KINGSTON, R.I. -- May 1, 2001 -- "No one is a lost cause," says University of Rhode Island student William Carter Johnson who mentors four students at South Kingstown High School. "Everyone has potential. I just try to help them recognize that potential."
"Children are smart, observant individuals who will let you know if something you say is wrong or inappropriate," says another URI student, Tina Kalinowski of Robbinsville, N. J. who mentors a first grade class at the Peace Dale Elementary School.
Johnson and Kalinowski are two of 75 URI students who participated in an innovative Mentor/Tutor Internship this semester designed for URI students interested in making a difference in younger students lives, especially those on the verge of dropping out or feeling disengaged from the school community. The students earn three credits in field experience.
The program was initiated three years ago by URI political science professor Al Killilea and the South County Coalition Against Racism to see if eight URI students of color could break down racial stereotypes while helping local teenage students who, feeling isolated, had the potential for truancy.
The program and the focus has evolved and expanded. URI mentors are now actively involved at high schools, junior high schools, middle schools, and elementary schools. Schools participating in the project are Forest Park Elementary, Stony Lane Elementary, Davisville Elementary (pilot program), Davisville Middle, and Wickford Middle Schools in North Kingstown; South Kingstown High, South Kingstown Jr. High School and Matunuck Elementary, Wakefield Elementary and Peace Dale Elementary schools in South Kingstown. Narragansett High School in Narragansett and Archie Cole Jr. High School in East Greenwich.
"We found there were so many needy students that we opened the internship to all URI students," explains Killilea who is assisted by Cherie Aiello, a parent volunteer who now receives a stipend. Aiello schedules the mentors with the schools. "She has wonderful organizational skills," says the URI professor of the woman who organizes closets and offices as a business sideline.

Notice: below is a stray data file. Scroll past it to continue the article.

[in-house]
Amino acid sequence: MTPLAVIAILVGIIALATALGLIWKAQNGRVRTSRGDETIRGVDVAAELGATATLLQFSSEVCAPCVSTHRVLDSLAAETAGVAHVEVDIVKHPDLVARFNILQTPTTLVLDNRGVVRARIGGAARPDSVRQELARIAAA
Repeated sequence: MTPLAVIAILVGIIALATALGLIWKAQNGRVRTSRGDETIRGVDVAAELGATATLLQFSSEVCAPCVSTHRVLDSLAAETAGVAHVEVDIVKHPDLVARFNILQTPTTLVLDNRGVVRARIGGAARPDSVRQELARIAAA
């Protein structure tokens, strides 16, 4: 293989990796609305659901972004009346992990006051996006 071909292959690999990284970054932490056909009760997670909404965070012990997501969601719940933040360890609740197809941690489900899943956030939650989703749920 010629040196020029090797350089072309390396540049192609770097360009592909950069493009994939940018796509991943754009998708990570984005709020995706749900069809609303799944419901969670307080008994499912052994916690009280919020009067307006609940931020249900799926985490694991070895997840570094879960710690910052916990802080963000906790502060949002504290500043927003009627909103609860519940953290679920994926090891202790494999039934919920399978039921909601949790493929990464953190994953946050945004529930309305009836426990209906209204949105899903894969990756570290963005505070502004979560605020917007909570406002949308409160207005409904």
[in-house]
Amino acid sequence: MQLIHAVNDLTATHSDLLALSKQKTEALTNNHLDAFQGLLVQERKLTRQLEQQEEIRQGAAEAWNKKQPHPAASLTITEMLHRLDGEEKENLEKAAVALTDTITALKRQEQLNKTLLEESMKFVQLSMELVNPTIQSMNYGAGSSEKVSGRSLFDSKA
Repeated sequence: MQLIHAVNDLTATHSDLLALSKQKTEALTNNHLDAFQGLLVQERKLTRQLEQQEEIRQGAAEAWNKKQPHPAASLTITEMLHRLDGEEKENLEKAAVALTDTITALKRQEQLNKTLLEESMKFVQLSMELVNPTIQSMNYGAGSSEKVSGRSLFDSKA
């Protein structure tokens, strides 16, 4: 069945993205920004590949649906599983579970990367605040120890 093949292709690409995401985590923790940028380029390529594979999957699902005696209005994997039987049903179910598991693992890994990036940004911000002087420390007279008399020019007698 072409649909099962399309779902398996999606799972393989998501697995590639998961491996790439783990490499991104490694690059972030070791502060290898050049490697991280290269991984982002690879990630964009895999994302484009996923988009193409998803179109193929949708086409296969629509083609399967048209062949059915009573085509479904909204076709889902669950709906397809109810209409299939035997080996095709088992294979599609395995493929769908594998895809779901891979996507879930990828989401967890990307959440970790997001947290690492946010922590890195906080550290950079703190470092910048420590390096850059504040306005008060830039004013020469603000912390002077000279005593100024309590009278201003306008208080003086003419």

While URI students primarily mentor on a one-on-one basis with high school, junior high and middle school students, they perform "indirect " mentoring in elementary schools. Depending on the teacher and the needs of the classroom, a mentor can either help ensure that a student with social or emotional issues feels included, help with classroom work, or show students how to play respectfully on the playground.
URI students spend at least 4 hours a week at the schools and an hour per week in training sessions at URI.
"It can be rewarding. The challenge is to connect on some level and form trust and to address individual needs," says Johnson who meets with each of his four mentees one-on-one for an hour each week.
"Its their time," says the 23-year-old URI student who holds two jobs. "Sometimes we just talk, sometimes its a time to blow off steam, and sometimes its spent helping with school work. One time it meant going to a hockey game and cheering a mentee on."
Johnson says it can also be frustrating. Once he arrived at school to discover that one student had been suspended. "Not everyone makes the same decisions. Teenagers rarely look at the whole picture. I dont tell them what to do, I just suggest options. I try to be a role model and a male presence in their lives," the URI student says.
Kalinowski is one of 20 URI mentors at Peace Dale Elementary School. She ensures that two students in Donna Santaniellos first grade class are included and she often reads stories to the class.
"Tina is fabulous. Shes part of our environment," says Santaniello. "Shes wonderful with the children. Theyre happy to see her. In fact, they long to see her."
The internship program gets some support from The John Hazen White Sr. Center for Ethics and Public Service at URI. "This is a great example of how the late Cranston industrialists money is well spent," says Killilea.
For Information: Dr. Al Killilea, 874-4056, Jan Sawyer, 874-2116